Quantitatively, the only current market that may be headed towards the psychological bubble area is, silver. A recent survey of commodity bubbles, both up and down does provide us with some clues towards the identification of a bubble. Typically, we see moves in excess of 100% in less than six months. The primary focus is rate of change. Bubble markets have large moves over a very short timeframe.

The psychological aspect is the history of human nature. Trading bubbles have been reproduced over and over in academic labs. According to a study done at the University of Zurich, human beings do tend to learn from their mistakes. They found that subjects burnt by a bubble are two thirds less likely to be burnt by the second one. Unfortunately, several other studies on the human decision making process have concluded that once people have acquired enough information to make an informed decision, more information only increases their level of conviction – not their accuracy. We are just beginning to see an entirely new wave of market participants. Therefore, psychological aspects of trading will have to be learned again and again.

The growing global demand is just in its initial stages. We have seen the first leg of the new global commodity price norms. Old world Europe is struggling and China and India are both reining in inflation as best they can. A near term slow down will prove to be a huge buying opportunity in the commodity markets by new participants in Asia and India who have seen their incomes grow three fold over the last ten years and have money that must be invested to keep pace with their domestic inflation. They are already pushing the trading volume of overseas commodity markets to new volume records. Much of this has to do with the typically small contract sizes they trade, which broadens their appeal. Their volume is further enhanced by political systems that won’t allow their people to invest outside of their country. This eliminates cross hedging, which does minimize price fluctuations relative to value. Thus, a whole new population is beginning to fuel the bubble and subsequent burst cycle of their markets and financial education.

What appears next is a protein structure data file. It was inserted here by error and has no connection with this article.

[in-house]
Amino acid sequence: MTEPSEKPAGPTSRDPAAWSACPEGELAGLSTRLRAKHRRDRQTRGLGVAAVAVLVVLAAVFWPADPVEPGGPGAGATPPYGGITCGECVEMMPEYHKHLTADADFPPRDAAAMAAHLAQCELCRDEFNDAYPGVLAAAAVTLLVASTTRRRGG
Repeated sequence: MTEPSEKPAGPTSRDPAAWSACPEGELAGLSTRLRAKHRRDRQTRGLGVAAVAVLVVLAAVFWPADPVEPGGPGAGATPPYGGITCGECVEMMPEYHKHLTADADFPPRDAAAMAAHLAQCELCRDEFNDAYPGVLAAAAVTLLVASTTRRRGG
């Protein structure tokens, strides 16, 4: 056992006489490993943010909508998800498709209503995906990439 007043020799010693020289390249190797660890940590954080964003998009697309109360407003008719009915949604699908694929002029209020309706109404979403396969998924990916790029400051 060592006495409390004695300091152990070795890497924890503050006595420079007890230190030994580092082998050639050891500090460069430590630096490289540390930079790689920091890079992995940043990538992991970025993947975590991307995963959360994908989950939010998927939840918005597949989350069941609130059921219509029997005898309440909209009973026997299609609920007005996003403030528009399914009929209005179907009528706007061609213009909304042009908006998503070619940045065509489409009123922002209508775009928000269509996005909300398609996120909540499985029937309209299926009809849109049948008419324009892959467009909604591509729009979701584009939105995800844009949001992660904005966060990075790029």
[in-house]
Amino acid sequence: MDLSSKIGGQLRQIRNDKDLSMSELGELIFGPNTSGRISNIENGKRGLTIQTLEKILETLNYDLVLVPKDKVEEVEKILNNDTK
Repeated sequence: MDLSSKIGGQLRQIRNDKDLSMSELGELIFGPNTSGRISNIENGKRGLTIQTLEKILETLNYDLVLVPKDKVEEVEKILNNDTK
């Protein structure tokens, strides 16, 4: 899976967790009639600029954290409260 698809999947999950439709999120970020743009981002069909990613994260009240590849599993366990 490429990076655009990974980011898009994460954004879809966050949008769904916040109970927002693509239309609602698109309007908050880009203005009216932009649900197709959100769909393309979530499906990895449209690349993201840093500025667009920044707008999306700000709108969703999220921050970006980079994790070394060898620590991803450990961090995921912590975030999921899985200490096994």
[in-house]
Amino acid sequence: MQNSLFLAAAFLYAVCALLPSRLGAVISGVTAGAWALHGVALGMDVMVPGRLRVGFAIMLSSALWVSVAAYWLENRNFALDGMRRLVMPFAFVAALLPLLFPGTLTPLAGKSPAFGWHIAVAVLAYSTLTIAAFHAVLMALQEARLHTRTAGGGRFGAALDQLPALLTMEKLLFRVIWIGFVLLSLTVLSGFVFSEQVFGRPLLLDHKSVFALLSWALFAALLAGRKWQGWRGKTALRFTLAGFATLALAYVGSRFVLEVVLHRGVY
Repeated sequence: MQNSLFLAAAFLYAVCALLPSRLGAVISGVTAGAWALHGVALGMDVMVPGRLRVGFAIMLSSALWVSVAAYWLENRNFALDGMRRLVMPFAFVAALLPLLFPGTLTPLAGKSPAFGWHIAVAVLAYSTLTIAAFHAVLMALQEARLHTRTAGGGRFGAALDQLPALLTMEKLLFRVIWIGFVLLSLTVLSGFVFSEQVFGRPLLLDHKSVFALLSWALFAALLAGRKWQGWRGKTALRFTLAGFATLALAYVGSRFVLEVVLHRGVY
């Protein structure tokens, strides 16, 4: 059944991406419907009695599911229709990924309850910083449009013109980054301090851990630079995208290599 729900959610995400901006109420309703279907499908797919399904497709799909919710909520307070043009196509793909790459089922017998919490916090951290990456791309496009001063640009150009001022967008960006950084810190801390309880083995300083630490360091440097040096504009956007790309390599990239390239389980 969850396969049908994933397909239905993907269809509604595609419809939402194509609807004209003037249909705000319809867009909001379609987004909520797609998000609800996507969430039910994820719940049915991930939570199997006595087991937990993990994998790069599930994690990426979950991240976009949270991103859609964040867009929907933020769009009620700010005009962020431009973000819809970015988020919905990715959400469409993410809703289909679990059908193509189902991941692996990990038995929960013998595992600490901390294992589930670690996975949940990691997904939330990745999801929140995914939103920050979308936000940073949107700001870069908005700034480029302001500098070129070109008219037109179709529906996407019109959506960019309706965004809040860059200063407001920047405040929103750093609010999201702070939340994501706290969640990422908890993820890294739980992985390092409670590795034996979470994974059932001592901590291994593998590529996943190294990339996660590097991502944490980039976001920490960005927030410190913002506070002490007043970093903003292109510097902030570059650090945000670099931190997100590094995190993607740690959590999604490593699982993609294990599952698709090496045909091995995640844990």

This blog is published by Andy Waldock. Andy Waldock is a trader, analyst, broker and asset manager. Therefore, Andy Waldock may have positions for himself, his family, or, his clients in any market discussed. The blog is meant for educational purposes and to develop a dialogue among those with an interest in the commodity markets. The commodity markets employ a high degree of leverage and may not be suitable for all investors. There is substantial risk of loss in investing in futures.